By Gemma Childe on 15th May 2012
The solar industry will continue to grow and create renewable energy jobs despite cuts in government subsidies, according to research by McKinsey.
The industry's recent troubles are merely a blip in a long-term trend that in a few years is likely to see "stable and expansive growth", the report says.
McKinsey's study, titled Solar Power: Darkest Before Dawn, accepts that solar has been suffering from "growing pains", but says fears that the industry has “lapsed into a classic cycle of boom and bust after a decade of unprecedented growth" are wide of the mark
It claims the solar industry is simply undergoing a period of levelling out after years of government subsidies and the falling price of photovoltaic (PV) modules led to a rush of suppliers to the market.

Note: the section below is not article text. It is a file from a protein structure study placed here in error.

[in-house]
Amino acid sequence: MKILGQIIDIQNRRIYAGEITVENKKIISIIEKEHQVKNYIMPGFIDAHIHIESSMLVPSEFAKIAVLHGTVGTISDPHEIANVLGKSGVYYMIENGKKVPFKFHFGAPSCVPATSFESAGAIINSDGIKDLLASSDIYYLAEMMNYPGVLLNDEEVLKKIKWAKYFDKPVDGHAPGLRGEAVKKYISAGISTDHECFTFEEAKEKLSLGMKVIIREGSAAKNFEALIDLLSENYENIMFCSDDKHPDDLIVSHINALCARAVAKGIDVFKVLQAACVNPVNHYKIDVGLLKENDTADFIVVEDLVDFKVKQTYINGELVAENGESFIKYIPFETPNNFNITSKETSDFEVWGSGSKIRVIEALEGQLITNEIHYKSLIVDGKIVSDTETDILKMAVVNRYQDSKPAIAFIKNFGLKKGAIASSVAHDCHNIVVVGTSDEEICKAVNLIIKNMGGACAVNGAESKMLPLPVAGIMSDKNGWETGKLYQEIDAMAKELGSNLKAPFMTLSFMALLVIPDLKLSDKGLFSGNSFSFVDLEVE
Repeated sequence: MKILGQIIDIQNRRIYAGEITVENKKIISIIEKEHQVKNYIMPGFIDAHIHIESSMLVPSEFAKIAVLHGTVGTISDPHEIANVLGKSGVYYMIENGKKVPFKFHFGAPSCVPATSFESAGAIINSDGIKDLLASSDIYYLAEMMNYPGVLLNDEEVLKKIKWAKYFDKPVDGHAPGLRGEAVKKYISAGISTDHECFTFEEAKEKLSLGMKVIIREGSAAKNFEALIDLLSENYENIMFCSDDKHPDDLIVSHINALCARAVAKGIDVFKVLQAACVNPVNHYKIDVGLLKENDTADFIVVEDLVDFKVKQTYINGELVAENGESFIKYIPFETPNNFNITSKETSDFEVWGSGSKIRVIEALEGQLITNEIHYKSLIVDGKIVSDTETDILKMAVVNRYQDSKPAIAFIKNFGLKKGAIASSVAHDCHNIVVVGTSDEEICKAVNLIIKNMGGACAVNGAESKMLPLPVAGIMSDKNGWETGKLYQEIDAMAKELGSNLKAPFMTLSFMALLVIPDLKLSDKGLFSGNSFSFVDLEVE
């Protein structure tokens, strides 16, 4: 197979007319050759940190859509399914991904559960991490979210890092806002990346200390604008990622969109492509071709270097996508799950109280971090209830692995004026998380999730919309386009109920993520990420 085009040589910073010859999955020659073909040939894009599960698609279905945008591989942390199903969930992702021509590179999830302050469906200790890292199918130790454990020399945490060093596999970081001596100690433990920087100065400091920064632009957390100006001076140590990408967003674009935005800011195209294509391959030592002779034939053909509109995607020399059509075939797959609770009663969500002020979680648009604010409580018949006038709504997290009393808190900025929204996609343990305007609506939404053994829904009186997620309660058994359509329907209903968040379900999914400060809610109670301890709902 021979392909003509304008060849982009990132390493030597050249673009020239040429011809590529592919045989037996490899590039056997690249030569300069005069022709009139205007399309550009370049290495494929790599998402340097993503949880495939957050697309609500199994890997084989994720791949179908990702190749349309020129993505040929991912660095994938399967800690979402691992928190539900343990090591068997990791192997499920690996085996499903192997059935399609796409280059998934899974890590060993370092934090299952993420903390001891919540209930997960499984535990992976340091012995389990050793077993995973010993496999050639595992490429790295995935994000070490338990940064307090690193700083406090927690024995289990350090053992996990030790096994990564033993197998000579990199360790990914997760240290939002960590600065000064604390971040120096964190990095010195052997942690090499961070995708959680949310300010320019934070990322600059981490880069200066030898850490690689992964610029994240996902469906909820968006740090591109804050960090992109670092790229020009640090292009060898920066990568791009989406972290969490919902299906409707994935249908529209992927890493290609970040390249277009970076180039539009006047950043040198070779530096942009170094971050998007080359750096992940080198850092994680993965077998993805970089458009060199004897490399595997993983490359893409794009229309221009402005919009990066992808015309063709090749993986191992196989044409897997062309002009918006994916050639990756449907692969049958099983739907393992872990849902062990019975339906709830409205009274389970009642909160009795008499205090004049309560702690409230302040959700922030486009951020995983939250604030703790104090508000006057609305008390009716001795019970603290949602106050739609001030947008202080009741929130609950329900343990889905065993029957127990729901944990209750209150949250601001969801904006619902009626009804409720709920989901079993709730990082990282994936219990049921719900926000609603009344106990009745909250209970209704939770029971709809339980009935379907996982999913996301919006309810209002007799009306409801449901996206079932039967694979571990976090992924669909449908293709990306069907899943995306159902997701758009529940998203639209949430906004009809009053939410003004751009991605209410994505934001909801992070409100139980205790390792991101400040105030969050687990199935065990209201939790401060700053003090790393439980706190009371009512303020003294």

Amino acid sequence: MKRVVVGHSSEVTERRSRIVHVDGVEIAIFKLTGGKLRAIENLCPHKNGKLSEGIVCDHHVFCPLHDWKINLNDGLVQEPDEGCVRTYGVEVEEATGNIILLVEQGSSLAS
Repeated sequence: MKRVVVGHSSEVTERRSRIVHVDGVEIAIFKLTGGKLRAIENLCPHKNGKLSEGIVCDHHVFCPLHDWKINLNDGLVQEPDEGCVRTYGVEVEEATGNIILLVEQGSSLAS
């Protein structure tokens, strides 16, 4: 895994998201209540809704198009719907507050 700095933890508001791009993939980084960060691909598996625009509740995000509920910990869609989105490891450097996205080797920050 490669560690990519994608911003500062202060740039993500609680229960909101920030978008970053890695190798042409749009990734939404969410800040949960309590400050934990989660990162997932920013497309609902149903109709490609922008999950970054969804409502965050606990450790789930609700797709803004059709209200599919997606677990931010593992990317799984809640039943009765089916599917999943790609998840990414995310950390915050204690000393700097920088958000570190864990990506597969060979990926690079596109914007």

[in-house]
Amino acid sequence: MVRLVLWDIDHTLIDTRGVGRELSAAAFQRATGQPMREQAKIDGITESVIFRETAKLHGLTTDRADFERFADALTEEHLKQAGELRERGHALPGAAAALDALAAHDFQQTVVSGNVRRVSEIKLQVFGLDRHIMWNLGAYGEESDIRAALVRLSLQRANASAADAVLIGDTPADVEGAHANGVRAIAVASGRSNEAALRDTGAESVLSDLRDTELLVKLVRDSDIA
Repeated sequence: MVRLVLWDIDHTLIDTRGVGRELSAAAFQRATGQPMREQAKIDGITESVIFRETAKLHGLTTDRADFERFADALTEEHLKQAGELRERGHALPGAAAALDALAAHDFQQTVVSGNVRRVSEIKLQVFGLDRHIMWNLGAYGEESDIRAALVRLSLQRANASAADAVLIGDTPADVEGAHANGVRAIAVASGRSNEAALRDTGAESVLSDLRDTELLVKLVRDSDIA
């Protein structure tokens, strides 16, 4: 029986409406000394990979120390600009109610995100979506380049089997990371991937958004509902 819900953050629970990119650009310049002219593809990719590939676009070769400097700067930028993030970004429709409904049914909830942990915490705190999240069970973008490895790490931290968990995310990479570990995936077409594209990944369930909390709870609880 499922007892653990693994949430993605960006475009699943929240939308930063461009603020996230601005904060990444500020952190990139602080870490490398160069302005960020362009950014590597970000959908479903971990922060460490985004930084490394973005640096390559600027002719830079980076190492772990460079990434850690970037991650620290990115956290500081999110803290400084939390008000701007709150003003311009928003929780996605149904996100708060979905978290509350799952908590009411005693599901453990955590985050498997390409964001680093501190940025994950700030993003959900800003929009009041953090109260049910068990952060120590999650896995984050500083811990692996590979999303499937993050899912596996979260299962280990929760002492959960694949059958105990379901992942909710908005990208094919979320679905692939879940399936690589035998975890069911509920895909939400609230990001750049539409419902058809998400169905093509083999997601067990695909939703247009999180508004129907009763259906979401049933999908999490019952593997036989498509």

“Demand today isn’t keeping up with supply, and governments continue to scale back support as they cope with the aftermath of the economic crisis,” it adds.
McKinsey says that solar is entering “a period of maturation that, in just a few years, will probably lead to more stable and expansive growth for companies that can manage costs and innovate to tap rising demand from multiple customer segments.”
The research organisation estimates that the cost of a typical PV system will fall by 40 per cent by 2015 and a further 30 per cent by 2020 as manufacturing capacity doubles.
This will enable solar companies that are able to innovate and cut costs to prosper with minimal, or even no, subsidies, the study suggests.
“Growth over the next 20 years will stem largely from demand based on viable stand-alone economics in five customer segments: off-grid, residential and commercial in areas with good and moderate sun conditions, isolated grids, peak capacity in growth markets, and new large-scale power plants," it adds.